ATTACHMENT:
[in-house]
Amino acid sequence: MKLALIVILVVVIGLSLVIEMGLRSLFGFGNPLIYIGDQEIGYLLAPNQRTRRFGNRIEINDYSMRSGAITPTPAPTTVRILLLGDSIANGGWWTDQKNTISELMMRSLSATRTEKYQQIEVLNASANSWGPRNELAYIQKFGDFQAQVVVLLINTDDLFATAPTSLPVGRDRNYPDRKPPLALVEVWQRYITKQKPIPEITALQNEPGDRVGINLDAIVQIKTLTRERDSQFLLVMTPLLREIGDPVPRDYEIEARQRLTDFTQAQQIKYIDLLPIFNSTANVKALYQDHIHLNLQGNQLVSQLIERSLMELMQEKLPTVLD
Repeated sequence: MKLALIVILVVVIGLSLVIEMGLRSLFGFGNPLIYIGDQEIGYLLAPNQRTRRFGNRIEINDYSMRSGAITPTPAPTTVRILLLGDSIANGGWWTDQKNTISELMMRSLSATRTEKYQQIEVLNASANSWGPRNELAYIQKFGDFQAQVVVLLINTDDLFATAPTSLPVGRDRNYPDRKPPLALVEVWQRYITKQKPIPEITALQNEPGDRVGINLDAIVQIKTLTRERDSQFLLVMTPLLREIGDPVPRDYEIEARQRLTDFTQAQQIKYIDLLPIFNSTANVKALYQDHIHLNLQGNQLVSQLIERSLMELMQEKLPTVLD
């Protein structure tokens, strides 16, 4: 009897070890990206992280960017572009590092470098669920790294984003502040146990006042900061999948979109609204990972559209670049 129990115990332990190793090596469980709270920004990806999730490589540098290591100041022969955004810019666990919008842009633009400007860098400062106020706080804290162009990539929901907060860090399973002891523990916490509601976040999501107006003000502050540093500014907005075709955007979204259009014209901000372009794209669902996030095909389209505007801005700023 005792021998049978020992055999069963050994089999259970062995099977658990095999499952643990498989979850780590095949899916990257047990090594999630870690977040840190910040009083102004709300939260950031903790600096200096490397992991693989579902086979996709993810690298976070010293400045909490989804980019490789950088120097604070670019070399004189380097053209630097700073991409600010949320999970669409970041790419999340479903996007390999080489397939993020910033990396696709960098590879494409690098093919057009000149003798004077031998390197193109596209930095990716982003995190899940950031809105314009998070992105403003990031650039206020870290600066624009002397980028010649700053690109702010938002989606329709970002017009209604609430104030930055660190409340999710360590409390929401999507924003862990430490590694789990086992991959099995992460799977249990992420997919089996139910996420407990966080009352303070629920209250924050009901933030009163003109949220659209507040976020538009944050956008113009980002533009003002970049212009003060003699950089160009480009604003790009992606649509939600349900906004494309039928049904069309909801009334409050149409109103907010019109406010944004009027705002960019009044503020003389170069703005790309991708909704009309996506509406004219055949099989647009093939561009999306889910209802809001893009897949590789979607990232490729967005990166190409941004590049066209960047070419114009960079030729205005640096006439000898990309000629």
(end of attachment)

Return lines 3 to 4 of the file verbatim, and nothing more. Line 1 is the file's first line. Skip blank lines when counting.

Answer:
Repeated sequence: MKLALIVILVVVIGLSLVIEMGLRSLFGFGNPLIYIGDQEIGYLLAPNQRTRRFGNRIEINDYSMRSGAITPTPAPTTVRILLLGDSIANGGWWTDQKNTISELMMRSLSATRTEKYQQIEVLNASANSWGPRNELAYIQKFGDFQAQVVVLLINTDDLFATAPTSLPVGRDRNYPDRKPPLALVEVWQRYITKQKPIPEITALQNEPGDRVGINLDAIVQIKTLTRERDSQFLLVMTPLLREIGDPVPRDYEIEARQRLTDFTQAQQIKYIDLLPIFNSTANVKALYQDHIHLNLQGNQLVSQLIERSLMELMQEKLPTVLD
């Protein structure tokens, strides 16, 4: 009897070890990206992280960017572009590092470098669920790294984003502040146990006042900061999948979109609204990972559209670049 129990115990332990190793090596469980709270920004990806999730490589540098290591100041022969955004810019666990919008842009633009400007860098400062106020706080804290162009990539929901907060860090399973002891523990916490509601976040999501107006003000502050540093500014907005075709955007979204259009014209901000372009794209669902996030095909389209505007801005700023 005792021998049978020992055999069963050994089999259970062995099977658990095999499952643990498989979850780590095949899916990257047990090594999630870690977040840190910040009083102004709300939260950031903790600096200096490397992991693989579902086979996709993810690298976070010293400045909490989804980019490789950088120097604070670019070399004189380097053209630097700073991409600010949320999970669409970041790419999340479903996007390999080489397939993020910033990396696709960098590879494409690098093919057009000149003798004077031998390197193109596209930095990716982003995190899940950031809105314009998070992105403003990031650039206020870290600066624009002397980028010649700053690109702010938002989606329709970002017009209604609430104030930055660190409340999710360590409390929401999507924003862990430490590694789990086992991959099995992460799977249990992420997919089996139910996420407990966080009352303070629920209250924050009901933030009163003109949220659209507040976020538009944050956008113009980002533009003002970049212009003060003699950089160009480009604003790009992606649509939600349900906004494309039928049904069309909801009334409050149409109103907010019109406010944004009027705002960019009044503020003389170069703005790309991708909704009309996506509406004219055949099989647009093939561009999306889910209802809001893009897949590789979607990232490729967005990166190409941004590049066209960047070419114009960079030729205005640096006439000898990309000629």